What does mean God to you? Is He some great spirit in the sky who grants wishes when you reach a certain level of perfection? Is He some distant intellect who created everything and then left it to rot? Is He your homeboy, someone you chill with and shoot the breeze with after work? (Louis Giglio has a talk about this option that you should see.)
I think Christians, American Christians specifically, have a skewed misconception of who God is and how He works and what He does. We Americans with our entitlement mentality have the feeling that God owes us something if we obey. And if He doesn’t answer our prayers, well, He must not exist. Or if He does exist, He doesn’t care, so why bother? And the rest of Christianity that isn’t stuck in the performance trap treats God (and Jesus) like some casual acquaintance they can punch in the shoulder when they greet each other.
I can’t tell you which perspective is more wrong because they’re all wrong.
How do you describe God? How do you explain Him? If you know how, I would gladly hear your take on it because words fail me when I set about accomplishing that kind of a task. So instead of me fumbling around trying to find the right words, I think I’ll let Scripture take care of it this morning.
Today’s verse is Psalm 84:11.
For the LORD God is our sun and our shield.
He gives us grace and glory.
The LORD will withhold no good thing
from those who do what is right.
The Bible often uses metaphor to describe things that we can’t understand in their entirety. Metaphor is a powerful writing tool that enhances a story or a manuscript because it helps to communicate a concept even if the actual fact is too big for us to grasp.
Think about that first statement: For the LORD God is our sun.
I took this image on Christmas Eve 2011. It was 20 degrees outside, and I had made the mistake of assuming the sun came up at 7:00. So I got up at 6:00. Well, if I would have Googled it, I would have known that the sun wouldn’t come up until 8:00. So I was outside in my simple coat and my Crocs for two hours. Yes, I was frozen. I actually had to come in at one point because my right foot had gone numb. But after I ran hot water on it until the feeling came back, I went back outside. It took a hot shower and two cups of tea to get the feeling back into the rest of me after that.
But I noticed something. I live out in the middle of nowhere, as evidenced by the photo. There are no lights. I have yard light and the stars and the moon at night. And I have the sun during the day. But until the sun comes up, my world is pitch black. And it gets cold out here in winter. Like I said, it was 20 degrees. But once that sun came up, even though it was freezing, I felt warm because of the sunlight.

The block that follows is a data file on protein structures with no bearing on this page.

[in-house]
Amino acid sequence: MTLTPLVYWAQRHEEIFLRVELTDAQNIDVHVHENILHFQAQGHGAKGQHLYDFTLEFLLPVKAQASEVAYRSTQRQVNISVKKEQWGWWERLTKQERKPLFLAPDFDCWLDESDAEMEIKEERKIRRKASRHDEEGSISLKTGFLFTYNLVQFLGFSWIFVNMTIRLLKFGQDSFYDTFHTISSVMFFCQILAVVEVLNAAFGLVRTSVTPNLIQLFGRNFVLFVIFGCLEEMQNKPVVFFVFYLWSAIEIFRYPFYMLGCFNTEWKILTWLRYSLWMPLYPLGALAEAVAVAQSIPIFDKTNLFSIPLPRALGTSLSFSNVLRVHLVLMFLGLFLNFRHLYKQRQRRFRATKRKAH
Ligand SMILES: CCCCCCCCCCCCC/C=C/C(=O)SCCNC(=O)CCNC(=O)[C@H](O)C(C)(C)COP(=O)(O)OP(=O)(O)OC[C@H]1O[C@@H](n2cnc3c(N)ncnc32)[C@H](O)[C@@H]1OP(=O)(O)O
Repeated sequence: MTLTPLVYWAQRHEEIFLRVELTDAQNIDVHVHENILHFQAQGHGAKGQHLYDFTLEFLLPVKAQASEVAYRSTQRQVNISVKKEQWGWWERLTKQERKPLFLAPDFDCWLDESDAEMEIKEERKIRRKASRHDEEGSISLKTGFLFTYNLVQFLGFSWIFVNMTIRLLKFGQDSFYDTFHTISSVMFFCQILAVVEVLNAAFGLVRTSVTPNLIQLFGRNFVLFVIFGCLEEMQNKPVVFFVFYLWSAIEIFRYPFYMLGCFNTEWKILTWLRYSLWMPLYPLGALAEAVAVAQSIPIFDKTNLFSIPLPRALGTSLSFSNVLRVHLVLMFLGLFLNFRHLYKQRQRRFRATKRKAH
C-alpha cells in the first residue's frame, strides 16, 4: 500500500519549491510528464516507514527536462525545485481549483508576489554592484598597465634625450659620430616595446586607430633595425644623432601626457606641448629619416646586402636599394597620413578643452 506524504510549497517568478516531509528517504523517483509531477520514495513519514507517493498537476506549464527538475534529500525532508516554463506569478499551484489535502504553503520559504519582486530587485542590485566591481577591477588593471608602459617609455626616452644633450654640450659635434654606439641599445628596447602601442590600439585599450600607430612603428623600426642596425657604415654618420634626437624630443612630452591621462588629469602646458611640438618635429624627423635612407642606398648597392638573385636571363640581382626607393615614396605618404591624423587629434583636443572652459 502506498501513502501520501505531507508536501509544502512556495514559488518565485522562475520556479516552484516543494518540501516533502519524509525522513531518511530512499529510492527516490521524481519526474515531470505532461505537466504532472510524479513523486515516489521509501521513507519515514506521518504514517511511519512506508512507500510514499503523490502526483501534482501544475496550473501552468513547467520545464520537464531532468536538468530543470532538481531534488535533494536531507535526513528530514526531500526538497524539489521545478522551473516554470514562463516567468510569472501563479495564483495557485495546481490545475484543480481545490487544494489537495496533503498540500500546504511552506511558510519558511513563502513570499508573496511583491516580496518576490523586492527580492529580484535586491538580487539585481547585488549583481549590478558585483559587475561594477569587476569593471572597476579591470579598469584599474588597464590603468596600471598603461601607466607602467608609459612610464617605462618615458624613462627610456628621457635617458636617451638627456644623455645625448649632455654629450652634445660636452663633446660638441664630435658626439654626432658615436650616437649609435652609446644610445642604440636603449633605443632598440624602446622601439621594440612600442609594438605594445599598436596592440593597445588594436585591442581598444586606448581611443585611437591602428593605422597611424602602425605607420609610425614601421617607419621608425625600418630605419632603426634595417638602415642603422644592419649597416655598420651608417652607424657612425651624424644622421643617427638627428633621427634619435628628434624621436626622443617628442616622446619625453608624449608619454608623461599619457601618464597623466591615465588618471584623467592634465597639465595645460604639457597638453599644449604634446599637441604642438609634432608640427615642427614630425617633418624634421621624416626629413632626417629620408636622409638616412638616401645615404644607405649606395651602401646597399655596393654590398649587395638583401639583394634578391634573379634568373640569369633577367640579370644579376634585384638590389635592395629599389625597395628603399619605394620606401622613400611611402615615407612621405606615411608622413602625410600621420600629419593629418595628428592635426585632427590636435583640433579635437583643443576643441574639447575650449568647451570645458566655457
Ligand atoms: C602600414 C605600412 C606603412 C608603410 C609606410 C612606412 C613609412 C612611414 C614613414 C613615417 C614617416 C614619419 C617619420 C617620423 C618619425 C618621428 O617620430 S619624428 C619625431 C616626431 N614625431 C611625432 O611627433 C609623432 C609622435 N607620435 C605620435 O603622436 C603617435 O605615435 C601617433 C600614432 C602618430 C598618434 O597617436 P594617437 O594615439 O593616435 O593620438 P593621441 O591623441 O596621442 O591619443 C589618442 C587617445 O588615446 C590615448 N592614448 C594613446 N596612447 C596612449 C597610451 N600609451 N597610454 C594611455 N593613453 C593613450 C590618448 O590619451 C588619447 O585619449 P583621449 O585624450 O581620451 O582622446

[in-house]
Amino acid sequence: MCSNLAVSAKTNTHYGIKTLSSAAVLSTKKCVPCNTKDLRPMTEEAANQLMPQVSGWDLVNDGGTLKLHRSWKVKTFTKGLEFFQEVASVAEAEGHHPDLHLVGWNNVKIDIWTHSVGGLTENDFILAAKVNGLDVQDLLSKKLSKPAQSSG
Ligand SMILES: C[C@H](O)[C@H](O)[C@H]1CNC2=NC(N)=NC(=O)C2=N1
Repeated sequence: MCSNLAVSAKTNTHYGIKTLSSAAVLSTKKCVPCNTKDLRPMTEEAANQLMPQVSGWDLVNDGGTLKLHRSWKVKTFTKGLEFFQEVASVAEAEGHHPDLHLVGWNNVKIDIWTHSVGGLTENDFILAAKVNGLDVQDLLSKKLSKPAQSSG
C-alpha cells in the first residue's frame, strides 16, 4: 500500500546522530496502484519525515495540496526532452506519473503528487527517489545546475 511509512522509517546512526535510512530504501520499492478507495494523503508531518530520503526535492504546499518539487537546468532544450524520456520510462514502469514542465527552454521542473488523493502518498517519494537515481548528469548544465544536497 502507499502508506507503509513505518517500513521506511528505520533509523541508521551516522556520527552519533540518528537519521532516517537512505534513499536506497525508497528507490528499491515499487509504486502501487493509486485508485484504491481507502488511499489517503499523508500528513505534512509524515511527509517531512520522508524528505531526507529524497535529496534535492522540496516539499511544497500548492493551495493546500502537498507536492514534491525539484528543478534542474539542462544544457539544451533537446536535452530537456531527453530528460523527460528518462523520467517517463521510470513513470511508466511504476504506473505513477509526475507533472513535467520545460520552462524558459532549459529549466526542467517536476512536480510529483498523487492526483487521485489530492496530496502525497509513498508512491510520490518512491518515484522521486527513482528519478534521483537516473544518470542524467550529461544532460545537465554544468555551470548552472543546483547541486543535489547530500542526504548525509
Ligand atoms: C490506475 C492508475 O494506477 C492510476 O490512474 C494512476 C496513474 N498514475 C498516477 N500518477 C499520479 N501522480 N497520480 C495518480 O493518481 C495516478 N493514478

Is the metaphor becoming clear? God is my sun.
I think that’s a good way to put it. In the darkness, He brings light. In the cold, He brings warmth. He is the center of my universe. My whole life revolves around Him, or it should.
But this verse doesn’t just identify God as the sun, it also calls Him our shield. And those two terms aren’t usually synonymous. If you’re a sun, you’re blazing hot and powerful and unrelenting. But a shield is quiet and confident and steady. And God is that way too. He’s a shelter and a refuge, a safe place to go in times of danger where nothing can hurt you if you take cover under Him.
And God doesn’t just light our paths and protect us from harm, He gives us grace and glory, according to this.
And you realize that He doesn’t have to do any of this, right? Unless you think you can walk up to the sun and demand your rights? Unless you think you can throw your arm around the sun and talk irreverently about what you think is wrong with the world? If you tried to do that, you’d burn up. Can you be best friends with someone whose very presence can turn you to ash?
Well, yes. Because Jesus made it possible. Jesus bridged the gap between us and God, welcoming us into a relationship with God. But we can’t forget that. We can’t forget that Jesus is the mediator and without His sacrifice, we could have nothing to do with God, not because God is limited but because we are. God is our heavenly father. He loves us, and He tells us to ask Him for what we need. But I think we forget our place sometimes and in trying to understand God, we present Him as Someone Who is like us — and He’s not. It’s not up to God to become like us; it’s up to us to become like Him.
So the next time you present a request to God, think about Who He is. Our sun. Our shield. Strong enough to bring light into the darkness but compassionate enough to protect us. And remember to approach Him with respect, not in terror but in humility, understanding that you can’t understand everything.